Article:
Sunday, July 12, 2015

Chinese Howevers (2)

The Chinese economy faces a lack of internal demand. When the current growth phase began, everyone in China was poor. For many years, it relied on growing demand for its exports, but since the GFC that growth has faltered.

The Chinese government is now encouraging its middle classes to get into the share market, so the regular income and wealth effects will encourage consumption increasing the demand for production.

However, the share market fall will shake confidence and act as a break on consumer demand.
Government Action
President Xi and his technocrats believed that high stock values would allow highly indebted companies to sell shares at a high price and use the proceeds to pay off debt at a low cast.

The government is taking actions to prop up the market. The People’s Daily claimed, "We have the conditions, the ability and the confidence to preserve stockmarket stability”. Interest rates have been cut. Central-bank funded share-buying schemes have been implemented. Initial Public Offerings have been cancelled. Short selling has been limited. Rules for pension funds and the social security funds have been changed to allow more investment in stocks.

State-owned companies and controlling shareholders have been ordered not to sell their shares. Rules changed so investors can use their houses as collateral to borrow money to buy stocks. A state-owned securities financing company has lent $42 billion brokerages so they could purchase blue-chip shares.

Trading in 90% of share has been suspended, either at the request of the companies themselves, or compulsorily because prices fell more than 10% in a day.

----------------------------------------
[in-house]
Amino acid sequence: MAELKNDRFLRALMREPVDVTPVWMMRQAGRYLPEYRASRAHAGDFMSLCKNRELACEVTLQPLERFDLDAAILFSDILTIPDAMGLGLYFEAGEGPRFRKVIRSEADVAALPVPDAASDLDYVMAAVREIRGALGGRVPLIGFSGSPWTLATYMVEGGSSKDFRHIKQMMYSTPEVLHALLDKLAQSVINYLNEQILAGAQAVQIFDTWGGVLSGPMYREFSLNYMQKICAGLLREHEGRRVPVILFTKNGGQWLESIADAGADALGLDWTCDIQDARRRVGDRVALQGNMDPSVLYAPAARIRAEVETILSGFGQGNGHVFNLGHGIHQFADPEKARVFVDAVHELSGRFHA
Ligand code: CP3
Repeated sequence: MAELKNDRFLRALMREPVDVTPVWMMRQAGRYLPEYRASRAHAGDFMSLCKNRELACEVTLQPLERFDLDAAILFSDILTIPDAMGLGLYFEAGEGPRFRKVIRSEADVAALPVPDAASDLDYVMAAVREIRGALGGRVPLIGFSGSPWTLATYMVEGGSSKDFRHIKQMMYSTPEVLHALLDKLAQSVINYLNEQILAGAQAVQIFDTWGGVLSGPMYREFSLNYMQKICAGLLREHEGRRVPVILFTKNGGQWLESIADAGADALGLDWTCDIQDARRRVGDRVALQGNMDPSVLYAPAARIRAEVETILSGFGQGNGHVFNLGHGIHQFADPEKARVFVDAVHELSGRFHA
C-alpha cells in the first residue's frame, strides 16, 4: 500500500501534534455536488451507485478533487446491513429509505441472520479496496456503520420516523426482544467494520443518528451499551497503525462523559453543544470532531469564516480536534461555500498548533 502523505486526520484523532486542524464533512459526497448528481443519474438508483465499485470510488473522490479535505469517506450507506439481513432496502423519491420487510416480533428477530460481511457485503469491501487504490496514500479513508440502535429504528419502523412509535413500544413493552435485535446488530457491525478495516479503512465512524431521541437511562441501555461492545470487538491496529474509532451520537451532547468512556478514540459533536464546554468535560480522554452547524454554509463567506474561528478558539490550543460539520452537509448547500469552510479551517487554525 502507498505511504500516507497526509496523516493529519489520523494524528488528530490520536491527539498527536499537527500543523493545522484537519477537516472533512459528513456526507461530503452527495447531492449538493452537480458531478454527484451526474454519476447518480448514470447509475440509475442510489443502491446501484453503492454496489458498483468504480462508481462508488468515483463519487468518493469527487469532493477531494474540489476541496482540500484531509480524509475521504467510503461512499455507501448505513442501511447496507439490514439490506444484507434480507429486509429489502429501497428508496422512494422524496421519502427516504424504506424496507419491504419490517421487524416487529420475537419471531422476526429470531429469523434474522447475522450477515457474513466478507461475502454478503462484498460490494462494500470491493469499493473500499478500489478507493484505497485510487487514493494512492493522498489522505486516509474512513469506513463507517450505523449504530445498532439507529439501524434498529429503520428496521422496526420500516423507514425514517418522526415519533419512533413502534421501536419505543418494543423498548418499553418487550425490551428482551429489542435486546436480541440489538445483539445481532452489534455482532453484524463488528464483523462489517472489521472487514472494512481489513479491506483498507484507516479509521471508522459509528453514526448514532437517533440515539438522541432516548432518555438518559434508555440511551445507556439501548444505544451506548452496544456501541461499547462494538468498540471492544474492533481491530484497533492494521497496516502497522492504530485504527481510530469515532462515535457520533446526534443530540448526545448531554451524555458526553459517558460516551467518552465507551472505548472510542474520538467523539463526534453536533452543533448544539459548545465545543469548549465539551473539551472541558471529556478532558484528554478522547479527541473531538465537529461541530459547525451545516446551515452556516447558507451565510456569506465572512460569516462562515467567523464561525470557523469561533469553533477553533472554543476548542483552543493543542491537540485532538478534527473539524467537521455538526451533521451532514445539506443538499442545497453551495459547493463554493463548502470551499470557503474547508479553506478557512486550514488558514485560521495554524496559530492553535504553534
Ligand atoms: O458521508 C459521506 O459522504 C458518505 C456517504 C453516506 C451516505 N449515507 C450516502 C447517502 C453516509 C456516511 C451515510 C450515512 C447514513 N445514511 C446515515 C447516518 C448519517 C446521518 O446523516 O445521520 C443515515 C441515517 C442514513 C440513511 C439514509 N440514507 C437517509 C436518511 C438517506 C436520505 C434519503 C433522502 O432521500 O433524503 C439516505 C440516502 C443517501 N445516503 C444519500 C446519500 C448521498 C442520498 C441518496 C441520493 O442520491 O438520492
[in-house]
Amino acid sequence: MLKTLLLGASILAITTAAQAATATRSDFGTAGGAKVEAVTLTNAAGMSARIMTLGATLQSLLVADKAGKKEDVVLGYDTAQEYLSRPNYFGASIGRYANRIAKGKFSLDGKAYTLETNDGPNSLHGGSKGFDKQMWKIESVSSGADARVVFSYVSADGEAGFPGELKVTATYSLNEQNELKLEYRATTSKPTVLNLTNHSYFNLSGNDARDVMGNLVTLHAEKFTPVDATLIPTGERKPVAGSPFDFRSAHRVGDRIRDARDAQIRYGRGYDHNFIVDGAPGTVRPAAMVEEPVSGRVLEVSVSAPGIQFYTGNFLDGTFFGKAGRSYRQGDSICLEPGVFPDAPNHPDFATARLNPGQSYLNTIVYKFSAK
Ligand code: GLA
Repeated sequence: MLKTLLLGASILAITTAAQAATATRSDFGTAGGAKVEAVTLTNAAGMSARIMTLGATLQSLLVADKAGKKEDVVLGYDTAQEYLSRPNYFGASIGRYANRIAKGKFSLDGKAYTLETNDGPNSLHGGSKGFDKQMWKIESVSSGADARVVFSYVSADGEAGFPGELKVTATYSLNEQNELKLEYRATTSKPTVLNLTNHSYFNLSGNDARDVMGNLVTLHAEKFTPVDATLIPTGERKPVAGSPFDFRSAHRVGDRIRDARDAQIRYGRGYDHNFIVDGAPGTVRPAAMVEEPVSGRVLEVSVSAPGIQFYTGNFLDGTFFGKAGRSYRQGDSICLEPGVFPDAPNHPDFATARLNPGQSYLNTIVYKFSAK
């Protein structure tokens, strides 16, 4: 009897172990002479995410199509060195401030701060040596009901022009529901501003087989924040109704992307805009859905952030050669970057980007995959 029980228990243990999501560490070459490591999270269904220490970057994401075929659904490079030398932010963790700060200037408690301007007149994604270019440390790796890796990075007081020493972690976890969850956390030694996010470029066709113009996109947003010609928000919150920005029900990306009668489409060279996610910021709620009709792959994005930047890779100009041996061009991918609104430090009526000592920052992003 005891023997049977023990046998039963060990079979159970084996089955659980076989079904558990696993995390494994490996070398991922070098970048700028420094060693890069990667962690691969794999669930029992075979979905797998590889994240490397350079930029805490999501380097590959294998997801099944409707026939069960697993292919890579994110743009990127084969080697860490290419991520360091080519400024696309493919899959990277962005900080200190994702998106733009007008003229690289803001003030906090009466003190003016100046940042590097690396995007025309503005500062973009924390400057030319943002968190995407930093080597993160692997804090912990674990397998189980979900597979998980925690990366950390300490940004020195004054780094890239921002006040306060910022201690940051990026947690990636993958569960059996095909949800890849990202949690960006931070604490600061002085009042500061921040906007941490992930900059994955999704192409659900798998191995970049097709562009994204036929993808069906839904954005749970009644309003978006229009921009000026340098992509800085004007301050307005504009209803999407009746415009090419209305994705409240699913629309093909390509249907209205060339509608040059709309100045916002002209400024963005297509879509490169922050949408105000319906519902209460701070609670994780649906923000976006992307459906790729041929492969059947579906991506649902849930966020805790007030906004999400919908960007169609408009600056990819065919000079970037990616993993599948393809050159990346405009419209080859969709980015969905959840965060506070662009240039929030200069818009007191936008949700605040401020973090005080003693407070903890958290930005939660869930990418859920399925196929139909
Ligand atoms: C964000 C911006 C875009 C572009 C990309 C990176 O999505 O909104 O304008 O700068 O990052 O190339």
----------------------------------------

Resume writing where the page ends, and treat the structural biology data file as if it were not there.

The actions have had an effect, as share prices have rallied.

However, government attempts to stand against the tide of the market usually fail in the long term.
Economic Growth
The growth of the Chinese economy has been slowing over the last couple of years.
However, China still has enormous potential further growth.
The government channelled production in to infrastructure but that is no longer so effective. China does not need anymore “ghost cities”. A “One Belt, One Road” initiative is encouraging infrastructure to connect China with the Middle East, and hence to Africa and Europe.
However, whereas companies in the US and Europe rely on equity funding, Chinese companies have expanded using bank debt rather than equity. This means that the share market is far less important than in the West. This means that the impact on the real economy will be much less. The share market crash is unlikely to trigger a major depression in China.
However, the Chinese economy is a state controlled economy. History shows that governments are not clever enough to fully control their economy. The Soviet Union collapsed when the economic contradictions got to great. China has the same contradictions, so it will eventually fall apart too.
China has a debt-based economy. Total debt is $30 trillion. Government debt is equivalent to 300% of annual GDP. It make take a long time, but this will eventually catch up on it.

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